by Lisa French, published by Palgrave Macmillan, 5 September 2021
The Female Gaze in Documentary Film – an International Perspective makes a timely contribution to the recent rise in interest in the status, presence, achievements and issues for women in contemporary screen industries.
It examines the works, contributions and participation of female documentary directors globally. The central preoccupation of the book is to consider what might constitute a ‘female gaze’, an inquiry that has had a long history in filmmaking, film theory and women’s art. It fills a gap in the literature which to date has not substantially examined the work of female documentary directors. Moreover, research on sex, gender and the gaze has infrequently been the subject of scholarship on documentary film, particularly in comparison to narrative film or television drama. A distinctive feature of the book is that it is based on interviews with significant female documentarians from Europe, Asia and North America.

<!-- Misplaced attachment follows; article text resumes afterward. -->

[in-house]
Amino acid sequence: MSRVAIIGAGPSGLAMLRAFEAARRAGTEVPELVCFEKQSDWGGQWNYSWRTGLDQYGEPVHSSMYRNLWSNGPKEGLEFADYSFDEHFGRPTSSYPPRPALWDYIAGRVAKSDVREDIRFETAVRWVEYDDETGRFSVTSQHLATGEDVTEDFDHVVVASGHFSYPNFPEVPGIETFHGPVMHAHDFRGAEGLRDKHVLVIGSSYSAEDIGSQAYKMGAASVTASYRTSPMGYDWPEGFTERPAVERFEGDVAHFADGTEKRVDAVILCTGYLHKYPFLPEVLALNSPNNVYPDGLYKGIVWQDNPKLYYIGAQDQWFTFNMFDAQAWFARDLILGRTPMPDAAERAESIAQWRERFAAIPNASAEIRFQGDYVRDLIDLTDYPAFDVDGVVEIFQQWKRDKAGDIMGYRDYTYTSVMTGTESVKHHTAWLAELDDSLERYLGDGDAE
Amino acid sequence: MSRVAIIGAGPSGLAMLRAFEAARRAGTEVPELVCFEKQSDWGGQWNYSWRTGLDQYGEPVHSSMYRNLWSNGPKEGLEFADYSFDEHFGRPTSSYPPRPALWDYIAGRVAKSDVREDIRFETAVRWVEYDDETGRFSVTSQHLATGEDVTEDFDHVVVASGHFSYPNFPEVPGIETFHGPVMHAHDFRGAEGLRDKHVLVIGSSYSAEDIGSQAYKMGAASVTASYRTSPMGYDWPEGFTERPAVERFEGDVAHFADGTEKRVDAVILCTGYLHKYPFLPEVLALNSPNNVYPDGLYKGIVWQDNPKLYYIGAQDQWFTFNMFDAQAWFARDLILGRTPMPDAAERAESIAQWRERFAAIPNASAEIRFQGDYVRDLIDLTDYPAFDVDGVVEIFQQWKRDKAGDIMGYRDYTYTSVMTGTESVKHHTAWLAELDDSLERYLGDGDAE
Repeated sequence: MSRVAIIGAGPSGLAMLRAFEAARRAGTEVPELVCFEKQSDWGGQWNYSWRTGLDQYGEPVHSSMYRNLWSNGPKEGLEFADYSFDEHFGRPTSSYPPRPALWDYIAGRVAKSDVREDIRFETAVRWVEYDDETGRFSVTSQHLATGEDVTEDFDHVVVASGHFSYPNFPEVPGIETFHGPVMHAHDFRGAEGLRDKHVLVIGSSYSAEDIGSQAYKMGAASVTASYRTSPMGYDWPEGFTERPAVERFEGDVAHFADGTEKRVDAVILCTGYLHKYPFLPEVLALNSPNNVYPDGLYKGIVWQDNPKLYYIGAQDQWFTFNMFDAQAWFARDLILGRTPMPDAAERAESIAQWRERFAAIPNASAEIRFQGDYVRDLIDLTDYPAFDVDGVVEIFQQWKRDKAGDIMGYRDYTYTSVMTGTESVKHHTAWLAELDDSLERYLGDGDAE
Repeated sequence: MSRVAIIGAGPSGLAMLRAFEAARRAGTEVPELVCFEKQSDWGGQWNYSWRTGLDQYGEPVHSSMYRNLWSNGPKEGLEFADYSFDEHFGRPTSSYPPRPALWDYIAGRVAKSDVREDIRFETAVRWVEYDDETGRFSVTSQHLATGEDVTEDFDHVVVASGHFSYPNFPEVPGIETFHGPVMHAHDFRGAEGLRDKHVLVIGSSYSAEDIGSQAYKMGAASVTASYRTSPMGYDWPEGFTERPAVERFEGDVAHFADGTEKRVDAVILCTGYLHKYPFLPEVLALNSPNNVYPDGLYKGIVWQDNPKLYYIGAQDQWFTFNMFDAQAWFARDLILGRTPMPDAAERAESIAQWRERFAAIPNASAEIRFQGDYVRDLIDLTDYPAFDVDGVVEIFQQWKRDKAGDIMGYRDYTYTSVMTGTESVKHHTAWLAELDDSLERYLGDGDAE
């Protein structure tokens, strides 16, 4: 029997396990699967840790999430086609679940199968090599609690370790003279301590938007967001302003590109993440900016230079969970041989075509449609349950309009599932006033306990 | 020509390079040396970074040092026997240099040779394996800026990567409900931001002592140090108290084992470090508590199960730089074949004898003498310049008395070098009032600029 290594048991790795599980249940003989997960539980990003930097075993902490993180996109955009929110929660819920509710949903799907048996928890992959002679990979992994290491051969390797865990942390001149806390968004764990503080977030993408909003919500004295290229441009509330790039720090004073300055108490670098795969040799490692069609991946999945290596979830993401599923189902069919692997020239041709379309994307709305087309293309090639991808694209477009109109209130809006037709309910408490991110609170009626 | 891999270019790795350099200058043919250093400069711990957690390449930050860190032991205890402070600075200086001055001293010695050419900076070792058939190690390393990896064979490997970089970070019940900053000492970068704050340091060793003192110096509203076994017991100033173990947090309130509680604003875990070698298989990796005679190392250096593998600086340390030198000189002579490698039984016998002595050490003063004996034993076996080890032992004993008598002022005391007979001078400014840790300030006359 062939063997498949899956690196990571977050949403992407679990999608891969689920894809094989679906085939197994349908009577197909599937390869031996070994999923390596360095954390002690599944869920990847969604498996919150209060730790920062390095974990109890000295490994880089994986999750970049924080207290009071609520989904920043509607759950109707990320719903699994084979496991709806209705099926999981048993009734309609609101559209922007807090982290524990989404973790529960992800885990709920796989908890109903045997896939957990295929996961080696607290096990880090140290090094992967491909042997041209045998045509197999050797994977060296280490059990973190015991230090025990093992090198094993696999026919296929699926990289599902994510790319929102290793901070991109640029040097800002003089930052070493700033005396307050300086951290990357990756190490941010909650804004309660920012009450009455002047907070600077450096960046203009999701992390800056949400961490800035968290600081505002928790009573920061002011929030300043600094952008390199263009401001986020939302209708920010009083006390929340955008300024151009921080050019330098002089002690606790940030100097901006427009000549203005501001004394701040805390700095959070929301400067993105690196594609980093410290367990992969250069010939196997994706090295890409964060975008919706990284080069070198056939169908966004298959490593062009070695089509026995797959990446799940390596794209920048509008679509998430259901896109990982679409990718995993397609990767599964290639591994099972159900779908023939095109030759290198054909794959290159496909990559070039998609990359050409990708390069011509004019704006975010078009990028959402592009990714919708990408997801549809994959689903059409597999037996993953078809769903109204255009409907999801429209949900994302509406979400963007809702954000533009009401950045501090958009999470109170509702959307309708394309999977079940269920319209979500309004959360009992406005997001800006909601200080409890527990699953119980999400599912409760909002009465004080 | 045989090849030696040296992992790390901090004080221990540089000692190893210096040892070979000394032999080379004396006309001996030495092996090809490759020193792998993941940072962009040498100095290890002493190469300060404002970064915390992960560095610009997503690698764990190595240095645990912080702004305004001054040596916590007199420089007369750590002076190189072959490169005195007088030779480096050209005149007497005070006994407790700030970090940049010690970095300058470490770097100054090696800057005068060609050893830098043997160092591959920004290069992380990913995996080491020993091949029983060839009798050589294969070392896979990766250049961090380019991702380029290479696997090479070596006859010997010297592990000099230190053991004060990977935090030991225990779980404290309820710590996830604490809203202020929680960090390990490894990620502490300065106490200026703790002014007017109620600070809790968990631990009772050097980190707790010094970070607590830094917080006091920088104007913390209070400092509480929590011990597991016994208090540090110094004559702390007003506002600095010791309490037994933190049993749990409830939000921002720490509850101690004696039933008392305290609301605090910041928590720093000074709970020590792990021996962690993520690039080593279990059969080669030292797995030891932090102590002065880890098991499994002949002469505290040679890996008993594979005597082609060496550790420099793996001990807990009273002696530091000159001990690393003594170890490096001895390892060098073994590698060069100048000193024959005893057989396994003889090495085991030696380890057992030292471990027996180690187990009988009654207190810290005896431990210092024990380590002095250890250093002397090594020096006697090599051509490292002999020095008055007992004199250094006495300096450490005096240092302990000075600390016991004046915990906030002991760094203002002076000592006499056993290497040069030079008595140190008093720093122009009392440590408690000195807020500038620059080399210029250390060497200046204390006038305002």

- Chapter One – Introduction
- PART One – Women’s Documentary Practice, Theory and Histories
- Chapter Two – Women and Documentary
- Chapter Three – The ‘Female Gaze’
- Chapter Four – Aesthetics and the Influence of Gender
- Chapter Five – Feminisms, Feminist Theory and Documentary Practice
- Part Two – Case Studies: Female Documentary Directors in Focus
- Chapter Six – Documentary as Artform: Pirjo Honkasalo’s Cinematic Poetics
- Chapter Seven – Transnational Feminism in the Cinema of Kim Longinotto
- Chapter Eight – Nishtha Jain: An Auto-ethnographic and a Postcolonial Feminist Gaze
- Chapter Nine – Marie Mandy: Female Subjectivity and Aesthetics
- Chapter Ten – A View from the Margins: The Films of Nancy D Kates
- Chapter Eleven – Gillian Armstrong: The Line Between Fact and Fiction
- Chapter Twelve – Conclusion: Rendering Female Reality
Lisa French is Dean of RMIT University’s School of Media and Communication and Professor of Screen and Media. She has published extensively on women in film, produced documentaries, is co-chair of a UNESCO 19 global university research network on media, gender and ICTs, and is a member of Screen Australia’s Gender Matters Taskforce.